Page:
National Women and Girls HIV/AIDS Awareness Day

The initiative encourages people to take action in the fight against HIV/AIDS and raise awareness of its impact on women and girls.

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AIDS/HIV awareness ribbon

Today is National Women and Girls HIV/AIDS Awareness Day. It is a nationwide observance that encourages people to take action in the fight against HIV/AIDS and raise awareness of its impact on women and girls. NWGHAAD was started in 2004 by the Office on Women's Health to "help organizations across the country come together to offer support, encourage discussion, and teach women and girls about prevention of HIV, the importance getting tested for HIV, and how to live with and manage HIV/AIDS."

The Centers for Disease Control and Prevention estimates that in 2007, women ages 13 and older accounted for a quarter of all HIV diagnoses, and in 2008 it was estimated that nearly 280,000 women in the United States had contracted the disease. In Atlanta, Georgia State University has organized a program to feature testimonials from women personally affected by HIV/AIDS, self-esteem-building workshops and performances to raise awareness and encourage women to get tested.

HIV/AIDS is a serious public health issue affecting nearly 280,000 women in the United States. While men account for most HIV/AIDS cases, the impact on women is growing. In addition, research shows that women face greater gaps in access and care than men do.

The Affordable Care Act and National HIV/AIDS Strategy will help change that. The new law prohibits all insurance plans from putting lifetime caps on the dollar amount that they will spend on benefits. In the past, patients with HIV/AIDS, cancer or other chronic diseases ran the risk of hitting a lifetime cap and losing access to care. The law also restricts most insurance companies' use of low annual dollar limits on benefits. In 2014 annual limits will be eliminated. In addition, the Affordable Care Act will help those living with HIV/AIDS better afford their medications. The goal is to accomplish the following: Reduce the number of people who become infected with HIV, increase access to care and optimize health outcomes for people living with HIV, and reduce HIV-related health disparities.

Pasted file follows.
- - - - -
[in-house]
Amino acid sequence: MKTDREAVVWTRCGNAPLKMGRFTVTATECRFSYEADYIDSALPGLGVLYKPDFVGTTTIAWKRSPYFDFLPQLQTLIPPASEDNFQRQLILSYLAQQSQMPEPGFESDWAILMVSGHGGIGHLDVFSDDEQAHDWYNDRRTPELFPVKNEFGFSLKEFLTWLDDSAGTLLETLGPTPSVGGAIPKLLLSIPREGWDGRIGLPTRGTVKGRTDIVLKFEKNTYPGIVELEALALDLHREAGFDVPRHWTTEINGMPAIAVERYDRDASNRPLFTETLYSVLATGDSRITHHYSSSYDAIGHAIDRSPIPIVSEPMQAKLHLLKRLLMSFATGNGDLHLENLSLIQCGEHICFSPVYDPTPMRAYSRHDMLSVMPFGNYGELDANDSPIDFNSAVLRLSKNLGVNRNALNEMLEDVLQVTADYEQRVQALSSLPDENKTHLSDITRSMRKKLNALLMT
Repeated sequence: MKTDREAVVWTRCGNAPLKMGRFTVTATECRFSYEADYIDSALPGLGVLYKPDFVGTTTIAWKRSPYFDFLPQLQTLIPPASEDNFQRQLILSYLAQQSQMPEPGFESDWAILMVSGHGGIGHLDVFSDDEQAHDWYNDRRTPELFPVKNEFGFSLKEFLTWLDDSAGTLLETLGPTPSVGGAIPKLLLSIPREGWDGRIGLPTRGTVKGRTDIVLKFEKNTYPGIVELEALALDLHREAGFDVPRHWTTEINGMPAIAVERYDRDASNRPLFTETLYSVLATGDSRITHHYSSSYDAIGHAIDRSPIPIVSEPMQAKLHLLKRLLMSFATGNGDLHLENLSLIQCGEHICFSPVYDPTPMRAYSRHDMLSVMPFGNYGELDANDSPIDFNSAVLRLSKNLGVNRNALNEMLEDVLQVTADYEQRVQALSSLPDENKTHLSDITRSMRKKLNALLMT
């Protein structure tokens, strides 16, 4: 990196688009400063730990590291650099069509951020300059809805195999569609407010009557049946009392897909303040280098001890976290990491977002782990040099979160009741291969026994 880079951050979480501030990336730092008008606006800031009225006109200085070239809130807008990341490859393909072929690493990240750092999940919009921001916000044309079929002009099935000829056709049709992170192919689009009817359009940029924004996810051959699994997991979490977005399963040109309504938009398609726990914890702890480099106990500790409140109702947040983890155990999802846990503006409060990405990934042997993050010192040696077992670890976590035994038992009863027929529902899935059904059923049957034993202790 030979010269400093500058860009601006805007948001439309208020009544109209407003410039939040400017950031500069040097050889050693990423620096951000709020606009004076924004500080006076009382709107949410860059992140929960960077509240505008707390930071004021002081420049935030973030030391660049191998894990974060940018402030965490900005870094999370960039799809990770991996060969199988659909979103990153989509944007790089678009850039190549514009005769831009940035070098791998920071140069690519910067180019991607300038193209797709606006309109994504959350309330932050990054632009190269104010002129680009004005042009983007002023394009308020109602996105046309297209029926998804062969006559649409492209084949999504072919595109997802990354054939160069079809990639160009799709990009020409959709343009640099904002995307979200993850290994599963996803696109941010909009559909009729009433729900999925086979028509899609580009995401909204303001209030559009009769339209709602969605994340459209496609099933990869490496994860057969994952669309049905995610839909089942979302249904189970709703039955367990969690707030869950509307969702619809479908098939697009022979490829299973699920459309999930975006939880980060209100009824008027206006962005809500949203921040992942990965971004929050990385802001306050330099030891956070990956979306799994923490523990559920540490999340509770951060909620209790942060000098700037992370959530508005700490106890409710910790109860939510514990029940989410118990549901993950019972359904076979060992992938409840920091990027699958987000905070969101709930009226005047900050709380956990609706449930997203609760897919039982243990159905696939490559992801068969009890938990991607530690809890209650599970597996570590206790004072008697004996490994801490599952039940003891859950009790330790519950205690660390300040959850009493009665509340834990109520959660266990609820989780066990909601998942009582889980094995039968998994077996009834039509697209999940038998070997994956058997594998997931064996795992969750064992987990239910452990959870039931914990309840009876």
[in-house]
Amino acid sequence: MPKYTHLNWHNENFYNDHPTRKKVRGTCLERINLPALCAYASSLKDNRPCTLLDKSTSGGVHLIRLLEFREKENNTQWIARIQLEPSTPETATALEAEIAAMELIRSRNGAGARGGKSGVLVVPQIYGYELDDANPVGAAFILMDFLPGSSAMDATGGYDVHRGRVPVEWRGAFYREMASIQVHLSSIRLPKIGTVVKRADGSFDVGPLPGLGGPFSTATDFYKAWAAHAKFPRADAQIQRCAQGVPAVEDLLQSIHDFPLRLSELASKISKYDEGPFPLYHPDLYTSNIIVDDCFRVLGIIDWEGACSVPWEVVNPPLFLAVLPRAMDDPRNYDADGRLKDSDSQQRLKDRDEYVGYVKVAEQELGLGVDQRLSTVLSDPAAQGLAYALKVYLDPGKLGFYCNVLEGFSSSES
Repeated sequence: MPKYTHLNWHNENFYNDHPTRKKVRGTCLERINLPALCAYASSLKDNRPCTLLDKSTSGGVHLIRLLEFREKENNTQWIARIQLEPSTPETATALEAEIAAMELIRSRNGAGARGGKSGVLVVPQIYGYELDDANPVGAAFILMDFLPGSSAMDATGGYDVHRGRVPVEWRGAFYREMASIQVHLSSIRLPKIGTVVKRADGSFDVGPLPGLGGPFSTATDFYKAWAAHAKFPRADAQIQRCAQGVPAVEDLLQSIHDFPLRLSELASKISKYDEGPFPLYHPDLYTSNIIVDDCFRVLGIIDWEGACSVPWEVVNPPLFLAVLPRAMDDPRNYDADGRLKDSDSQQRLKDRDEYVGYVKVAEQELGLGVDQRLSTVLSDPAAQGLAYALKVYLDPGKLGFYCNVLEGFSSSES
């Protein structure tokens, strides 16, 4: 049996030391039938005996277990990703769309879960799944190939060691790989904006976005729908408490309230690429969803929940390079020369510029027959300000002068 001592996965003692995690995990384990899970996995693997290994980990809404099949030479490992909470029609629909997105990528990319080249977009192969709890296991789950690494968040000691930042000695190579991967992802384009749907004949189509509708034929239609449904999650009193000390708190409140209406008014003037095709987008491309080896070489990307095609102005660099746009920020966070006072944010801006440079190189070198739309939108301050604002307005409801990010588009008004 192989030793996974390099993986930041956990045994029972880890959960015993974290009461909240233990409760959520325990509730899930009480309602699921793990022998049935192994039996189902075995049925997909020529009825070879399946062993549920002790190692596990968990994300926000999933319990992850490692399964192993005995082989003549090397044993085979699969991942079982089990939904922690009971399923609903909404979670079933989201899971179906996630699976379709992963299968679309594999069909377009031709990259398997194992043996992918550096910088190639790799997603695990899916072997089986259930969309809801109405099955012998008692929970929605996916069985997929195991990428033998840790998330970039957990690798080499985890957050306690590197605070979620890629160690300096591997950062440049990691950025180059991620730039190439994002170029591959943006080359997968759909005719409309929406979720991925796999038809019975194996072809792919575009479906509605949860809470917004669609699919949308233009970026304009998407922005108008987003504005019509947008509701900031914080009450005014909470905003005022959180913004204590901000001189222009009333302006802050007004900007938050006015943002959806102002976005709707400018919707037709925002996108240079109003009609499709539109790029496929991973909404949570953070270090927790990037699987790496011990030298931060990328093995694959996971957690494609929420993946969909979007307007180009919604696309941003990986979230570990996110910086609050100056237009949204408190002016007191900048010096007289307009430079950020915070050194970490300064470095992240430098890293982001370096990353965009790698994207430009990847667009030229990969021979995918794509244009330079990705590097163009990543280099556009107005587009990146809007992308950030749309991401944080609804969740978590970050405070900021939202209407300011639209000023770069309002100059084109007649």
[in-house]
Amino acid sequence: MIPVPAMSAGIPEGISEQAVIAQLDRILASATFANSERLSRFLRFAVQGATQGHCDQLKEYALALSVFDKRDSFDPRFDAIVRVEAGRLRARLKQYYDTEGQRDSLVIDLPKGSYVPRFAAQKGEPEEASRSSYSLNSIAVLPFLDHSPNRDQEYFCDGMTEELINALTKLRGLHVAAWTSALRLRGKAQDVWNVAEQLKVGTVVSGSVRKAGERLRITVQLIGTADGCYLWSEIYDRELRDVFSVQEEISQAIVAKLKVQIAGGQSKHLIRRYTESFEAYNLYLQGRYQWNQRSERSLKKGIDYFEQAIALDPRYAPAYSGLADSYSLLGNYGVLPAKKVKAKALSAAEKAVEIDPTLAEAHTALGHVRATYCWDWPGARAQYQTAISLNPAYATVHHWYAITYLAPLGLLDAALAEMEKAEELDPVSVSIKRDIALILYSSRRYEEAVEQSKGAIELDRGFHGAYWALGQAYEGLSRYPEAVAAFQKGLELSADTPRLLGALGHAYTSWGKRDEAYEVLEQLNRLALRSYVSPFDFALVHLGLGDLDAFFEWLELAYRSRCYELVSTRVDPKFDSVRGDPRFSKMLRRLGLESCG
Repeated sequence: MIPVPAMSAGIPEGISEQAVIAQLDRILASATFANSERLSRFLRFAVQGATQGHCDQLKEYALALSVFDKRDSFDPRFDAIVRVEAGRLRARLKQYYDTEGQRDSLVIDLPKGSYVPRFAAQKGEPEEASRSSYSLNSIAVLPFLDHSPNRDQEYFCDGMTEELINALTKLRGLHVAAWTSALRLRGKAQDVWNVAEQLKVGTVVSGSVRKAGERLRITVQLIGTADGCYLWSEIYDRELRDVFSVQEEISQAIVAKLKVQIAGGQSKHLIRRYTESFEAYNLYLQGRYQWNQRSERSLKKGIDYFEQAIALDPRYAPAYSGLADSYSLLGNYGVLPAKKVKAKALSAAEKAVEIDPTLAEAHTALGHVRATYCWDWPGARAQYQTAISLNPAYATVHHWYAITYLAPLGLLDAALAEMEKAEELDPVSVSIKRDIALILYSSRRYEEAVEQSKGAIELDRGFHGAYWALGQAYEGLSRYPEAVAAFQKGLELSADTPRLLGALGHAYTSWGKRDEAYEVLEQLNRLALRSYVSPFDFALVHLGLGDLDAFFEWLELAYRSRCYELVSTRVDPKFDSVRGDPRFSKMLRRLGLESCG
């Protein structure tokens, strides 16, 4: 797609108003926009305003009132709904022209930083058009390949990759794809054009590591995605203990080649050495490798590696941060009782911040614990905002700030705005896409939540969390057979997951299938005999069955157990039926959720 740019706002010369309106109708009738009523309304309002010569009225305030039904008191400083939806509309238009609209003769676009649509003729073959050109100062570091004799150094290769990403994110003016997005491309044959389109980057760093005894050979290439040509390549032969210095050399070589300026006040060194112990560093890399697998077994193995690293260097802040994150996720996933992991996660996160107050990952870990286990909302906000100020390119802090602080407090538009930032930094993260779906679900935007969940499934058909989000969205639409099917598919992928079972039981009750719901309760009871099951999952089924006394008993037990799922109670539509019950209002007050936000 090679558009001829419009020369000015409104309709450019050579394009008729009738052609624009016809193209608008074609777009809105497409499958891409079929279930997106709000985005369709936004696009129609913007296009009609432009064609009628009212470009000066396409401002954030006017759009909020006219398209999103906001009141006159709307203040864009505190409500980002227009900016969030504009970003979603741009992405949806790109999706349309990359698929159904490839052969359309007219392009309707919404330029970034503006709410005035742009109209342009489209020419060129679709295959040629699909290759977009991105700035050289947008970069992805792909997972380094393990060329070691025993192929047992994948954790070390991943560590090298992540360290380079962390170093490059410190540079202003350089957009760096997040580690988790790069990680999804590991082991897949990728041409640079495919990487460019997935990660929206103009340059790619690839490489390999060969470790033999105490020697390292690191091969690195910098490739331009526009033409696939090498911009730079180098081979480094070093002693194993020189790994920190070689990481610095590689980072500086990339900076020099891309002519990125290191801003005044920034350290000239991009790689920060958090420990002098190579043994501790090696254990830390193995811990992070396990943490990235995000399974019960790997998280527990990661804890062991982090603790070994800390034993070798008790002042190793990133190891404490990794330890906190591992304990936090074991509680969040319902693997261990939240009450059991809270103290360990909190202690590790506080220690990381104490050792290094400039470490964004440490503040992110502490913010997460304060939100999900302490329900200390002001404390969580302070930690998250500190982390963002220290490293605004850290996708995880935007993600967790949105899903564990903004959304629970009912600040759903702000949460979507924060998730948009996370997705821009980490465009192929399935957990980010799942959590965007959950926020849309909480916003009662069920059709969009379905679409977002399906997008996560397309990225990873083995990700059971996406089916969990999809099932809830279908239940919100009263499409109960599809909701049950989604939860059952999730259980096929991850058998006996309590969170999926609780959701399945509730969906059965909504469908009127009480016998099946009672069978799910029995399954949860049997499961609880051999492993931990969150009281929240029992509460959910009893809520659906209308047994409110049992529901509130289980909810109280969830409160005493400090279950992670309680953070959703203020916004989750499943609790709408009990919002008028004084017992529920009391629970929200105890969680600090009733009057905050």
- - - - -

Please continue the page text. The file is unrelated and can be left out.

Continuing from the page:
There are many wasy to take action and observe National Women and Girls HIV/AIDS Awareness Day. You can hold a screening event or health fair, work with government officials to issue a proclamation declaring March 10 National Women and Girls HIV/AIDS Awareness Day, or work with local media to write stories about the impact of HIV/AIDS on women and girls. Although March 10 is the official awareness day, citizens are encouraged to take action throughout the entire month of March, which is Women's History Month.

What are your plans for helping to bring awareness to HIV/AIDS among women and girls? Let us know.

Read more at Heart & Soul or Womenshealth.gov.

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